FEMA Sued for Denying Assistance to the Poor

PDF Version Available for Download

FOR IMMEDIATE RELEASE
November 20, 2008

Contact: Cynthia Martinez, Communications Director
512.374.2764
cmartinez@trla.org

FEMA SUED FOR DENYING ASSISTANCE TO THE POOR
Hurricane Victims Being Denied Aid in Recovery Efforts

WESLACO, Texas – The Federal Emergency Management Agency (FEMA) is being sued for denying disaster aid to victims of Hurricane Dolly by failing to use consistent standards for providing housing repair assistance.

Texas RioGrande Legal Aid (TRLA), the leading provider of legal aid in Texas, filed the lawsuit on behalf of La Union del Pueblo Entero (LUPE) and fourteen low-income Texans who were denied FEMA benefits because of the conditions of their homes prior to the disaster.  The only explanation the residents received for their denials was that their homes suffered “insufficient damage.”

According to the lawsuit, it is FEMA’s policy to deny housing repair assistance to homes that were in substandard condition before the storm because any damage during the disaster was caused by the quality of the home.  This approach to disaster aid prevents low-income families from receiving assistance that they qualify for and need for their health and safety.

“Many low-income families have built and maintained their homes using the few resources they have,” said TRLA attorney Jerome Wesevich. “Their homes may not have been perfect before the hurricane, but that does not make them any less deserving of aid than a wealthy family.”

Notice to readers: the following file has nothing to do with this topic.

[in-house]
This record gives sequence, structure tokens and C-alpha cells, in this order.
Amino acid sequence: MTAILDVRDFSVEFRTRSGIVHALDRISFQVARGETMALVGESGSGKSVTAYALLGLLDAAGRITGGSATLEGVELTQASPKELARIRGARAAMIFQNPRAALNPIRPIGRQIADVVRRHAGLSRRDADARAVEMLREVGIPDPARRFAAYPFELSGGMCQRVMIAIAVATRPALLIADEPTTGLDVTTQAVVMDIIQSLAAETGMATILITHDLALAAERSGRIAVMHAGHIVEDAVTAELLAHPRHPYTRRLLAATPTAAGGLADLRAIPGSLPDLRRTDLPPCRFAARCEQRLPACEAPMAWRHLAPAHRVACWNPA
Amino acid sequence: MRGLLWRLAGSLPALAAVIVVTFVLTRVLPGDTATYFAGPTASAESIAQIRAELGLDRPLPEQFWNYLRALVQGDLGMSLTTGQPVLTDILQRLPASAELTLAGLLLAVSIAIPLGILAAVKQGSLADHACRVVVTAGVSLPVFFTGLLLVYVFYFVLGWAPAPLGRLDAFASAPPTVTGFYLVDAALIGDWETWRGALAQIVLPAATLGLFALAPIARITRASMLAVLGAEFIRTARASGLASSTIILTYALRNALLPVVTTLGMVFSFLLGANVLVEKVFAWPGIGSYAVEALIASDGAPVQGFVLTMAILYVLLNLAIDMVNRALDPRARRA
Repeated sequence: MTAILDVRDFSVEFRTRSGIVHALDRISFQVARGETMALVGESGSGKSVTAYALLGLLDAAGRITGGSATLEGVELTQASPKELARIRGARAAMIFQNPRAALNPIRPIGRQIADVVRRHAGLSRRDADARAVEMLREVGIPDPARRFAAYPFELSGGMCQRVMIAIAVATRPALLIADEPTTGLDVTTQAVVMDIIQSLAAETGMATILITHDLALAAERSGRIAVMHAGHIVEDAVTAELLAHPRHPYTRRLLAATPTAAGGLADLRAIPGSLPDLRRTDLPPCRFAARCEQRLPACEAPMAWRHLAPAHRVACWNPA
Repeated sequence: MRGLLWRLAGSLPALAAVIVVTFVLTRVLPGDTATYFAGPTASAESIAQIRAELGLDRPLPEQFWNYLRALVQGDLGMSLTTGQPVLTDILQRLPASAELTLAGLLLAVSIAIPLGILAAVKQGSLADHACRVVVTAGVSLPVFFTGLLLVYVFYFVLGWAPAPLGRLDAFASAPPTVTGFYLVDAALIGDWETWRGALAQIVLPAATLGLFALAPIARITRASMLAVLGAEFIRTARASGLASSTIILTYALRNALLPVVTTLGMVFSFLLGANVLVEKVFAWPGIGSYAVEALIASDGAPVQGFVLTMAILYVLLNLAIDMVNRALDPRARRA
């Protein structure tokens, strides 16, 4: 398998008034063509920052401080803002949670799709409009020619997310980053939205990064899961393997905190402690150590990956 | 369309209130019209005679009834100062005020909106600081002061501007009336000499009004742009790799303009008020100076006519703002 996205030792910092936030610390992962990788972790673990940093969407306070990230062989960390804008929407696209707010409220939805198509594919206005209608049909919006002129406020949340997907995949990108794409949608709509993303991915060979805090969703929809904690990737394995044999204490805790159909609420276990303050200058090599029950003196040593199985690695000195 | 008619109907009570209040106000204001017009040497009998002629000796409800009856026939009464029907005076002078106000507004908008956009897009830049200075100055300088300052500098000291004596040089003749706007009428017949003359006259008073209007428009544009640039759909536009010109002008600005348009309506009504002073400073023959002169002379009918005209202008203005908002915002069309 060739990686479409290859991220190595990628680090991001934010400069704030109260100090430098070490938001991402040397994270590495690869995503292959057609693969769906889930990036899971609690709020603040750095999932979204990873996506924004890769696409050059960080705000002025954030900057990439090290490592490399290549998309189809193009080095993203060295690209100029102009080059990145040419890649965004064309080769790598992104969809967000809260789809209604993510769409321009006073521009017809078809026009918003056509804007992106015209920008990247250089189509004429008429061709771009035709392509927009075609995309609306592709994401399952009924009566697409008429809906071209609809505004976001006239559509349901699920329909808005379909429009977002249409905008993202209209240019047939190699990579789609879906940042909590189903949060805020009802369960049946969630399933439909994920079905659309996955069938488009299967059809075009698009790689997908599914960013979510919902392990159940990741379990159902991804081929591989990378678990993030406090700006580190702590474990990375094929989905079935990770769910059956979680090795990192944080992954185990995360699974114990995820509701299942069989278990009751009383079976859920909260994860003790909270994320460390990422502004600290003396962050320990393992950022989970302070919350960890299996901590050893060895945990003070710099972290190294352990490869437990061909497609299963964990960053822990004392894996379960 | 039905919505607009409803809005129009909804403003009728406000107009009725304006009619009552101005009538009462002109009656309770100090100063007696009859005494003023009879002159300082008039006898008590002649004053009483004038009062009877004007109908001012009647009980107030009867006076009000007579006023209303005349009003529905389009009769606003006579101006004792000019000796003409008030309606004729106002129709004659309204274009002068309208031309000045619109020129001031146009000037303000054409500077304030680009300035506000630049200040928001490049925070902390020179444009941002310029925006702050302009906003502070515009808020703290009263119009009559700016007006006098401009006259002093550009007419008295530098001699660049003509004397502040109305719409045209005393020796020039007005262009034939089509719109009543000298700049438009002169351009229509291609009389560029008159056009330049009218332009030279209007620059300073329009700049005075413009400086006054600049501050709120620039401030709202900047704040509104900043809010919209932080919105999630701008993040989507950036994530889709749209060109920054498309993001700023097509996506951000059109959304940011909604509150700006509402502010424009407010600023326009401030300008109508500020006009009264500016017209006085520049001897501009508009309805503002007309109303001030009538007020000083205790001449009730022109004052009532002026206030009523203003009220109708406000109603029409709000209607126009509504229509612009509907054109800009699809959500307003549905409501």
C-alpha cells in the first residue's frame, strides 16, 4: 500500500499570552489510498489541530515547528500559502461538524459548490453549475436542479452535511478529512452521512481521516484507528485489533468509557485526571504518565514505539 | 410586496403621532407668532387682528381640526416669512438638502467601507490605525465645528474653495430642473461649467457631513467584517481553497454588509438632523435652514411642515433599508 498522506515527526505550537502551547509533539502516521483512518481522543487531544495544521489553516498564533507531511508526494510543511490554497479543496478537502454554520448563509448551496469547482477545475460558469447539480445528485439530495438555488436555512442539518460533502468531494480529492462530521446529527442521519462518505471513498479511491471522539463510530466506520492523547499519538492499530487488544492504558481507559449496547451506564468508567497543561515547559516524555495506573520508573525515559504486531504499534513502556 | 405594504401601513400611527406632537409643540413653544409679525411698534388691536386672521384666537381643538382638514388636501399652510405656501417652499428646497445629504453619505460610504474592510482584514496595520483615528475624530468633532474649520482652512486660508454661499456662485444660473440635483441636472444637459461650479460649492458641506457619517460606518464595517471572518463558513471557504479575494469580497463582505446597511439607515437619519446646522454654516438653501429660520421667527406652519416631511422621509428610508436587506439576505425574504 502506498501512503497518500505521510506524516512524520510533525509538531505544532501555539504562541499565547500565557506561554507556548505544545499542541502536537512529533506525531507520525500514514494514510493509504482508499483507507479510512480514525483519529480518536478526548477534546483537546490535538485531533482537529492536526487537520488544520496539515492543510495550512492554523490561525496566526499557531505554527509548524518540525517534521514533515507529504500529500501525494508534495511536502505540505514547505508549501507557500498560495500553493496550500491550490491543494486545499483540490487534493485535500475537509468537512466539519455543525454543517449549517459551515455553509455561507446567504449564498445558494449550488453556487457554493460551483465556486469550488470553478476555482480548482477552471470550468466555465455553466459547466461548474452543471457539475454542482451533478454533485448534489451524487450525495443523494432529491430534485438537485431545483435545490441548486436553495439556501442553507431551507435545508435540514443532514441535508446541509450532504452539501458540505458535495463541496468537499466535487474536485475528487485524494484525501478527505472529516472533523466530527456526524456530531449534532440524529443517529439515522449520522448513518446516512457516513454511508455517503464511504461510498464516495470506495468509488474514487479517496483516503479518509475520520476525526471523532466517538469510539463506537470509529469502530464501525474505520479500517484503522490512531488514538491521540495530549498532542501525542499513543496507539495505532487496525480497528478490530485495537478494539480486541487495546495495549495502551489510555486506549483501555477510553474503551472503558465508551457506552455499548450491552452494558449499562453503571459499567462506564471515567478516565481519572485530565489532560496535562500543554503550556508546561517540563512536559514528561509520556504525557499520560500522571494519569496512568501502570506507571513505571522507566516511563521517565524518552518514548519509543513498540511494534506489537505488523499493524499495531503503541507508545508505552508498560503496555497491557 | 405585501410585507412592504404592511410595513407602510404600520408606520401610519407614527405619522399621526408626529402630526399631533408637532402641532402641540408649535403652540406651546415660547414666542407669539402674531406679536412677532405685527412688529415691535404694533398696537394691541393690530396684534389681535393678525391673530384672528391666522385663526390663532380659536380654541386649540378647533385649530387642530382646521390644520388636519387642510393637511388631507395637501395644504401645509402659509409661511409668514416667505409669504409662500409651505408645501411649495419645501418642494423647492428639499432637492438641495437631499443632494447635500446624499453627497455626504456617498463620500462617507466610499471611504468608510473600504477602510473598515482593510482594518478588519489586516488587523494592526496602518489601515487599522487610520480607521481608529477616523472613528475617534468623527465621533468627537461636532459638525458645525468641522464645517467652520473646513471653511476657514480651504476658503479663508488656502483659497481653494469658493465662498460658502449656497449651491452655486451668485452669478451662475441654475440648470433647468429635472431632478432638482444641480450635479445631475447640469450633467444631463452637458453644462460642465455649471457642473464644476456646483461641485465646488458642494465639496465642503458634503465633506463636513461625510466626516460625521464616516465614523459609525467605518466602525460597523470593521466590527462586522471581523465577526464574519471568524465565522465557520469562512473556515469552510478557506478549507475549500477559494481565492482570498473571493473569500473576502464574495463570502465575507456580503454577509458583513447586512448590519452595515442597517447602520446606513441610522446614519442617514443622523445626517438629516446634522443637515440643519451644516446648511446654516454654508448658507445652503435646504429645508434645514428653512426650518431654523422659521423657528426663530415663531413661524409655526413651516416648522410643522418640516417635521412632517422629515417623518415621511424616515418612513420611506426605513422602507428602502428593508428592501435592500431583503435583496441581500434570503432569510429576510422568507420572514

After hurricanes Dolly and Ike devastated coastal areas this summer, thousands of Texas families applied for federal aid to rebuild their lives and repair their homes.  In the Rio Grande Valley more than 38,000 families have applied for FEMA assistance after Hurricane Dolly. Approximately half of those families have had their applications denied.

Among the individuals in the lawsuit is Jose Gonzalez, a quadriplegic who has lived in his Harlingen home for twenty years.  Winds from Hurricane Dolly caused damage to his roof and, as a result, mold has begun to grow inside his house.  Gonzalez’s application for aid and his request for a re-inspection of his home have been denied without explanation. He does not have the financial resources necessary to fix his home without federal assistance.

“FEMA cannot deny assistance to disaster victims just because they are poor,” added Wesevich.  “If anything, these families need the government’s help the most.”

The lawsuit marks the third time that TRLA has sued FEMA for its policies while providing disaster relief assistance.  A copy of the lawsuit can be found at http://tinyurl.com/trlafema3 .

Established in 1970, Texas RioGrande Legal Aid, Inc. (TRLA) is a nonprofit organization that provides free legal services to low-income and disadvantaged clients in a 68-county service area. TRLA’s mission is to promote the dignity, self-sufficiency, safety and stability of low-income Texas residents by providing high-quality legal assistance and related educational services.

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